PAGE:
How many litters?

Discussion in 'The Breeding Ground' started by noludoru, Oct 23, 2008.

  1. adojrts

    adojrts New Member

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    In my breed there are some studs that have produced well over 300 puppies.
    That doesn't seem like a lot when most Jrts whelp an average of 5 pups per litter but that puts the number of breedings per year up alot. And if those studs (which some have) been very prolific in a undesirable genetic flaw like cataracts etc (which of course hasn't been discovered until its too late or its a matter of breed and don't tell), it can be so very difficult for get away from those lines. Let alone trying to get away when those lines have also been heavily linebred.

    I am watching one of my litters like a hawk right now (they are 3 1/2 yrs old ), because although at the time the dam was CERF clear, she went completely blind at a young age (6 1/2), so if any of those pups become effected that means that my stud is a carrier for the cataract gene. If they remain CERF clear, then that is a huge bonus for me and my lines. So now it's a wait and see while continuing to CERF everyone as usual.
     
  2. Bahamutt99

    Bahamutt99 Dafuq?

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  3. corgi_love

    corgi_love New Member

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  4. corgipower

    corgipower Tweleve Enthusiest

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    I would think so. Some dogs' sperm may not be as viable as others which would result in fewer puppies.
     
  5. Laurelin

    Laurelin I'm All Ears

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    Trey's sire produced a TON of puppies. He was the top producing sire for two years and for several other years around was right up there (I know he was #2 an additional two years). Trey has 56 AKC Champion brothers and sisters out there and 21 CKC champion siblings (some overlap). Dillon ended up as the #5 ch producer of all time for the breed. I don't know how many siblings he has out there. I have run into many people online and found out their dog was my dog's half brother.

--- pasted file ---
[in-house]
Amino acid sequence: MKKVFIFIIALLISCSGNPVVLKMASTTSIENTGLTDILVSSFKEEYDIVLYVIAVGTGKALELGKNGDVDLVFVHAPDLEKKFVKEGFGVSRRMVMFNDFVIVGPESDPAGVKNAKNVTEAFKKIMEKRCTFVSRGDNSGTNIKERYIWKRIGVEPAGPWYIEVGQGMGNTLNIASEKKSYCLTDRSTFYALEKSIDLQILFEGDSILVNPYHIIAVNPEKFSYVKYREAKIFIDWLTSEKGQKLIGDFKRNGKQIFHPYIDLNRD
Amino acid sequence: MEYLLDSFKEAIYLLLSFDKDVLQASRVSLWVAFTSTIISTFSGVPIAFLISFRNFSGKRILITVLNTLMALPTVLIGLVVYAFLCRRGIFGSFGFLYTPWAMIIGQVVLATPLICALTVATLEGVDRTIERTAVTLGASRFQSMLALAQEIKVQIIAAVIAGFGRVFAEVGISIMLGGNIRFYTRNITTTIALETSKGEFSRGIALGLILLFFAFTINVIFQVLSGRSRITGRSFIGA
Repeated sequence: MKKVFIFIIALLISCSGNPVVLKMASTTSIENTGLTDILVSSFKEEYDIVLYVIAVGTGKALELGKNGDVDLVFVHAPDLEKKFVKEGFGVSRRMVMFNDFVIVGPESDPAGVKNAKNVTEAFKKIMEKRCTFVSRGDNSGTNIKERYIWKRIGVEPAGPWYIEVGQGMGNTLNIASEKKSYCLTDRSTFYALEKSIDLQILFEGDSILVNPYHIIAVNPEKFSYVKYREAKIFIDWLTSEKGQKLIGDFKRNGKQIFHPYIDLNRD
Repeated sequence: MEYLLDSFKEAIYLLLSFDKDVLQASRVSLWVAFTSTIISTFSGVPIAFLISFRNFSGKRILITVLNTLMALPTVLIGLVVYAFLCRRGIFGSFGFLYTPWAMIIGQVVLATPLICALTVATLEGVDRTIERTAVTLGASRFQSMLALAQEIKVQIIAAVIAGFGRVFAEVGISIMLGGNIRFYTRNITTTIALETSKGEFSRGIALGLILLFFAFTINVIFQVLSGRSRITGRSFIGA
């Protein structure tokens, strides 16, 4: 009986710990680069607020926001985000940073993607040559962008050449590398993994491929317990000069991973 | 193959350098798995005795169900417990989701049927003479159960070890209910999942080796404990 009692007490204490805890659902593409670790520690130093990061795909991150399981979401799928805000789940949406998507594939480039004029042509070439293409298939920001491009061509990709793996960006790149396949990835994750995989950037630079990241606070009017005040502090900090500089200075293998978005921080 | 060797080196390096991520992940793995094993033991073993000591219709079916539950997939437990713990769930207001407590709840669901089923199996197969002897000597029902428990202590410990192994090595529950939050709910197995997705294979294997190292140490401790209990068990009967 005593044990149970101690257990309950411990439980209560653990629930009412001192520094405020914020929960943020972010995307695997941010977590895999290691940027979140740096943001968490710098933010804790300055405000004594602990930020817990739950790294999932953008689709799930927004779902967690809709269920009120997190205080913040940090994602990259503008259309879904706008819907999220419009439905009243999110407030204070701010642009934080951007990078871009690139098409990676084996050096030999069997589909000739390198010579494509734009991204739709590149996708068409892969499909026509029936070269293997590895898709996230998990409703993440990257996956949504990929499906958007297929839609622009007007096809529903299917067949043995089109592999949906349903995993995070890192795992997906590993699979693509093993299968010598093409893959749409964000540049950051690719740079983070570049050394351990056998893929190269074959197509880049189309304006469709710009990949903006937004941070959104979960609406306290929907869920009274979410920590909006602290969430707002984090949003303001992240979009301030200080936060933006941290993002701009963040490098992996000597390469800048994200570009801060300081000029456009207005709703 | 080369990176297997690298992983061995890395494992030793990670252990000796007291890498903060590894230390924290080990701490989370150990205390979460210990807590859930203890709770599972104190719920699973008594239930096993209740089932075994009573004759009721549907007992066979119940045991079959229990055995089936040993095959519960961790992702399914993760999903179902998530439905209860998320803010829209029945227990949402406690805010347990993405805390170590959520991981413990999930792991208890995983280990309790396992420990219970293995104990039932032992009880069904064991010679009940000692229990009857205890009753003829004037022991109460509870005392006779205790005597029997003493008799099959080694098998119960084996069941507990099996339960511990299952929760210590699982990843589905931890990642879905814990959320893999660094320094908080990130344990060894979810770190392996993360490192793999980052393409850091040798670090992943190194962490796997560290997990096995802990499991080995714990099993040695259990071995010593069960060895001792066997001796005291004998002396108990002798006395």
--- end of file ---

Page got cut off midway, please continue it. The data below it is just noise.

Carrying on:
Luckily Dillon was healthy and lived to be 14 years old. One problem I have nowadays is thinking back to if he'd had something wrong, the result could've been devastating. I also don't like that there was such an influential stud used that was purely renowned for producing champions. He had no performance titles, though Trey's mom was titled multiple times on both ends (both a CKC and AKC Ch and obedience and agility titles as well as being a fairly capable herder).
     
  6. YodelDogs

    YodelDogs New Member

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    One needs to look at how many of a particular breed are born each year to detemine the percentage of impact of a single dog in population genetics. Then one needs to look at how many offspring of said dog will be used for breeding. A stud who produces 100 puppies in a lifetime but only 10 of them are bred from will not contribute to the breeding gene pool any more than a stud who produces a grand total of 10 puppies who are all intact and bred from.
     

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